Originally published at Flametoad. You can comment here or there.
I was a teen in the 1980s. By then my paternal grandfather had passed away and my grandmother lived on her own. Without the responsibility of having to care for an ailing husband, she renewed her life by keeping busy with a variety of activities and friends. As time went on though, her eyesight declined and she felt uncomfortable driving at night. Thus, I became her companion—first in the passenger seat and later as the driver—on some of her adventures. As a teen, you can imagine that I appreciated some escapades more than others and as I got older they became more of a nuisance than a treat. Needless to say, now I cherish every memory and only wish I had more.
One of our standing dates was a short 10 mile drive to the tiny town of Harwood. I seriously doubt Harwood had a population in the triple digits at the time, but what it did have was an empty schoolhouse. Like many towns along the railroad connecting Houston to San Antonio, Harwood had once been a thriving community. The town’s lifeblood dried up with the decline of passenger travel by rail and the introduction of the Interstate highway a few miles away. This old, brick building was a monument to livelier times and boasted a handful of classrooms as well as a cafeteria with a stage at one end—perfect for a monthly bluegrass jam.
I took the bluegrass jam for granted, just as teens take nearly everything for granted. Some of the bluegrass musicians drove three hours or more to spend an afternoon and evening in a vacant building in a speck of a community just for the joy of jamming with each other. Even while groups took turn on stage (two songs per turn), other musicians would meet in the hallway or outside to teach each other new licks or just have fun. While some musicians came to the bluegrass jam as a group, just as many arrived singly and formed groups for the night right on the spot. Many months, the tiny schoolhouse was filled with 60 to 80 enthusiasts. Remarkably, there was no admission fee for the event, only a tip jar to cover the cost of renting the building for the day.
All of which is to say, even though my eyes were set on rock and roll as a teen, more than a little of that good bluegrass music made its way into my heart. Thus it was with a mixture of nostalgia, appreciation for good music, and a respect for Steve Martin (yes, THAT Steve Martin) that I picked up Rare Bird Alert. His banjo prowess astounded me even when I watched a video of his standup routine, and it seems that he has finally returned to a music he clearly loves. My reintroduction to Steve’s new work came through a YouTube video of one of the songs on this album, a funny “gospel” song called Atheists Don’t Have No Songs. When I earned a $15 Amazon credit for pre-ordering something else, I decided on impulse to give Rare Bird Alert a try.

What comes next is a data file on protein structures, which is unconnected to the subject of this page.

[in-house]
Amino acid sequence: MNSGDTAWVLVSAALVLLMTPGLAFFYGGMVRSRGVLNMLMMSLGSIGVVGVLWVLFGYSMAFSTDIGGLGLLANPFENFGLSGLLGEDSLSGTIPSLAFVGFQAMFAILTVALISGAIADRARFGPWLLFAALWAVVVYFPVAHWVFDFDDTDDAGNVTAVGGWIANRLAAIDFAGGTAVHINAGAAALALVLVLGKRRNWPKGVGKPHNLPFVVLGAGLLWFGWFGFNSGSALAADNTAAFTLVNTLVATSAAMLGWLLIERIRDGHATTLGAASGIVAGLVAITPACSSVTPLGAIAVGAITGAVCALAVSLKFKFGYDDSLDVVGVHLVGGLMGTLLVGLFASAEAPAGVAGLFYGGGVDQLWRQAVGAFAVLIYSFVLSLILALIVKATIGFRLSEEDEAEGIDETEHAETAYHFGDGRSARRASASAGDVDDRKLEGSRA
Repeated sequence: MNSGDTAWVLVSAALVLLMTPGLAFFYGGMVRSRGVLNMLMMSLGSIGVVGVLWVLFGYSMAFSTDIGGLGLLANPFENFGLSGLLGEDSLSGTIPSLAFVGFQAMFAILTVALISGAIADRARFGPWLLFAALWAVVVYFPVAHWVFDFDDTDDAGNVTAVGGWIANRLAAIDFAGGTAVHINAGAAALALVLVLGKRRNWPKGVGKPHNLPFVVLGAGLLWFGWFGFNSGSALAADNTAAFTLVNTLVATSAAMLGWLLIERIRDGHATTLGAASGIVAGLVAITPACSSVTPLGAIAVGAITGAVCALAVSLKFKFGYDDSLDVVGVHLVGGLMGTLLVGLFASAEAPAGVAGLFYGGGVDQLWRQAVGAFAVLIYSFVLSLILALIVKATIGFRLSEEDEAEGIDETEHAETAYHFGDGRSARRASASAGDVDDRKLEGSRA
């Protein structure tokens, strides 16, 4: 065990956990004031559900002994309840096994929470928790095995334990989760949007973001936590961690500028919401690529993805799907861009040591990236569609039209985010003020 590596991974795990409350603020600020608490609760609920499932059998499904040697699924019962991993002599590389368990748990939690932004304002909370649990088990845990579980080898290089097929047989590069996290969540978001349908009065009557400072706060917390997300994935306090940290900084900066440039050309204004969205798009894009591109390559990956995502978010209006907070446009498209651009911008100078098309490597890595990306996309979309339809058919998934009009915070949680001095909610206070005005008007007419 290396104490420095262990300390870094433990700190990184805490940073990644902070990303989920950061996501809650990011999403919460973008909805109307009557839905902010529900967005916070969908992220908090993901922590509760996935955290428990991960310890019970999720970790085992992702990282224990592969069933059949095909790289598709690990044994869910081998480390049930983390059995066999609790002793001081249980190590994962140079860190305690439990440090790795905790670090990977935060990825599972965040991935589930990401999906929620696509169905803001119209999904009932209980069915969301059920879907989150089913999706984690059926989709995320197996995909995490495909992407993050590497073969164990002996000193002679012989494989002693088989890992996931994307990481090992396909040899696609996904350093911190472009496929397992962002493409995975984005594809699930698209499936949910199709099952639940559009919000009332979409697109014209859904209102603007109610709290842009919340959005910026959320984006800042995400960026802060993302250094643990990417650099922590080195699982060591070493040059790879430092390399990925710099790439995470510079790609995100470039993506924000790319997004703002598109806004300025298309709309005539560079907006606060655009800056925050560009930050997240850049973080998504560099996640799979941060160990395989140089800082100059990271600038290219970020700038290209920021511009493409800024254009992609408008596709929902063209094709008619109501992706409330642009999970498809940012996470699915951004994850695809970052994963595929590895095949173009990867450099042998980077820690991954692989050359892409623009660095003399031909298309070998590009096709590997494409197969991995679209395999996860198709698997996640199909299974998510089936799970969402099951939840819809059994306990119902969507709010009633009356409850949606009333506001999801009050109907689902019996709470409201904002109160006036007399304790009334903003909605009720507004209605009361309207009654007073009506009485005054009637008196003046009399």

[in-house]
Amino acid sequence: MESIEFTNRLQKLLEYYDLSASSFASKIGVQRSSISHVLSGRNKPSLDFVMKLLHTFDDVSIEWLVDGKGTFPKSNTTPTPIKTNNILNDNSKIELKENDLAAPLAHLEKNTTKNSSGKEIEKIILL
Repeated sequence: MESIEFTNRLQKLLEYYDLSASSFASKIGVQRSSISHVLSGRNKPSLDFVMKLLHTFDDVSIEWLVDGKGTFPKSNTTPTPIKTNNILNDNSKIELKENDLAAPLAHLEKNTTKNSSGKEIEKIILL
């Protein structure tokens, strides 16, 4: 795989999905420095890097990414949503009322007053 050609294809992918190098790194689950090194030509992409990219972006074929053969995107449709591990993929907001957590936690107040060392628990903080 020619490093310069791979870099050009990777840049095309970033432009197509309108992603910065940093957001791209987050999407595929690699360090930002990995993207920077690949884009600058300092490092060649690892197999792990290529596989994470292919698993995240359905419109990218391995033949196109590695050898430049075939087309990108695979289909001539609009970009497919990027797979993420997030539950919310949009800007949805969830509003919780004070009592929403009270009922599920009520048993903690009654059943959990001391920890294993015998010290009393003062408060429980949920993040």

I should also mention that as I near 40 years old, I fully recognize that I’m not in the record companies’ demographics. I rarely buy music anymore, preferring to listen to Pandora. When I do buy music, it is always digital. I made an exception this time for two reasons. First, Amazon’s credit excluded digital downloads, and second, a customer review noted that the liner notes took the package to another level. Now that I have the CD in hand I have to agree. Clearly a lot of production work went into the physical package, from the trading cards(!) to the liner notes. I usually couldn’t care less about liner notes, but the notes helped me paint a mental picture while listening to the songs with no lyrics.
I won’t comment on every song, but there are a few that really stood out for me. Yellow-backed Fly is a fishing song with a whole lot of simple charm. I could listen to it over and over. Steve Martin’s sense of humor comes out in Jubilation Day, a song about breaking up. The Great Remember is a beautiful song in which lyrics would have only served to gild the lily. The previously mentioned Atheists Don’t Have No Songs is also a fun, funny treat.
I’ve listened to Rare Bird Alert completely twice now, and it will probably be in heavy rotation as soon as I can rip it to MP3. My only complaint really isn’t a mark against the album as it is a statement about my preferences. Rare Bird Alert is a studio album and sounds like it. The recording and production are top notch, the playing flawless … yet there’s a certain zest that comes from jamming together that’s missing. That is simply the nature of a studio album versus a live recording, and it’s a preference I’m sure wholly influenced by many a summer night spent listening to live bluegrass jams. Regardless, I’ll definitely be adding The Crow: New Songs for the Five String Banjo, Mr. Martin’s prior bluegrass CD, to my wishlist.